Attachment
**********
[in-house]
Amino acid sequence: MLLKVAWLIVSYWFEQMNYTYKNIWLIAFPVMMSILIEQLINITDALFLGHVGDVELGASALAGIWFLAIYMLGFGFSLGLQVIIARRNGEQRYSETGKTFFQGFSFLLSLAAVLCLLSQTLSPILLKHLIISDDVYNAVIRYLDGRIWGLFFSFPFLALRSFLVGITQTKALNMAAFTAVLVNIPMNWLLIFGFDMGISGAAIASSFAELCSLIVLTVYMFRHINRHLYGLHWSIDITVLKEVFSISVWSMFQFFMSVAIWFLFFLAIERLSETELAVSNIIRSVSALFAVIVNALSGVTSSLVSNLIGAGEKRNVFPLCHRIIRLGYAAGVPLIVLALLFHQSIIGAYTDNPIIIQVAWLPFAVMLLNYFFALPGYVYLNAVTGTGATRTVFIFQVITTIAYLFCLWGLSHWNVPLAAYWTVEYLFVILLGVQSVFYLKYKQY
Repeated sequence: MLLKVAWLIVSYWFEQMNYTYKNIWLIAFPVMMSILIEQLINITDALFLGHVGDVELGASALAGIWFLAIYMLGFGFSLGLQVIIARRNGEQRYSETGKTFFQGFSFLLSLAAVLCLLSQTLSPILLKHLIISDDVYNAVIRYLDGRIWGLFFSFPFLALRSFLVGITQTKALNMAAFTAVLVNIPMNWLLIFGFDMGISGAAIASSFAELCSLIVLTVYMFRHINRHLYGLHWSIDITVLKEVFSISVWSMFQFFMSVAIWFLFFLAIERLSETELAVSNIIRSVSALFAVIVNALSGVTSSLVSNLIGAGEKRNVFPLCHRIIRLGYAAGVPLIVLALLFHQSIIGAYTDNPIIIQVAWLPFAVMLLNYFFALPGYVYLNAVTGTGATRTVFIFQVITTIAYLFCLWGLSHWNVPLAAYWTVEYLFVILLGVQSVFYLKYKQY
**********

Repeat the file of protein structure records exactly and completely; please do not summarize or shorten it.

[in-house]
Amino acid sequence: MLLKVAWLIVSYWFEQMNYTYKNIWLIAFPVMMSILIEQLINITDALFLGHVGDVELGASALAGIWFLAIYMLGFGFSLGLQVIIARRNGEQRYSETGKTFFQGFSFLLSLAAVLCLLSQTLSPILLKHLIISDDVYNAVIRYLDGRIWGLFFSFPFLALRSFLVGITQTKALNMAAFTAVLVNIPMNWLLIFGFDMGISGAAIASSFAELCSLIVLTVYMFRHINRHLYGLHWSIDITVLKEVFSISVWSMFQFFMSVAIWFLFFLAIERLSETELAVSNIIRSVSALFAVIVNALSGVTSSLVSNLIGAGEKRNVFPLCHRIIRLGYAAGVPLIVLALLFHQSIIGAYTDNPIIIQVAWLPFAVMLLNYFFALPGYVYLNAVTGTGATRTVFIFQVITTIAYLFCLWGLSHWNVPLAAYWTVEYLFVILLGVQSVFYLKYKQY
Repeated sequence: MLLKVAWLIVSYWFEQMNYTYKNIWLIAFPVMMSILIEQLINITDALFLGHVGDVELGASALAGIWFLAIYMLGFGFSLGLQVIIARRNGEQRYSETGKTFFQGFSFLLSLAAVLCLLSQTLSPILLKHLIISDDVYNAVIRYLDGRIWGLFFSFPFLALRSFLVGITQTKALNMAAFTAVLVNIPMNWLLIFGFDMGISGAAIASSFAELCSLIVLTVYMFRHINRHLYGLHWSIDITVLKEVFSISVWSMFQFFMSVAIWFLFFLAIERLSETELAVSNIIRSVSALFAVIVNALSGVTSSLVSNLIGAGEKRNVFPLCHRIIRLGYAAGVPLIVLALLFHQSIIGAYTDNPIIIQVAWLPFAVMLLNYFFALPGYVYLNAVTGTGATRTVFIFQVITTIAYLFCLWGLSHWNVPLAAYWTVEYLFVILLGVQSVFYLKYKQY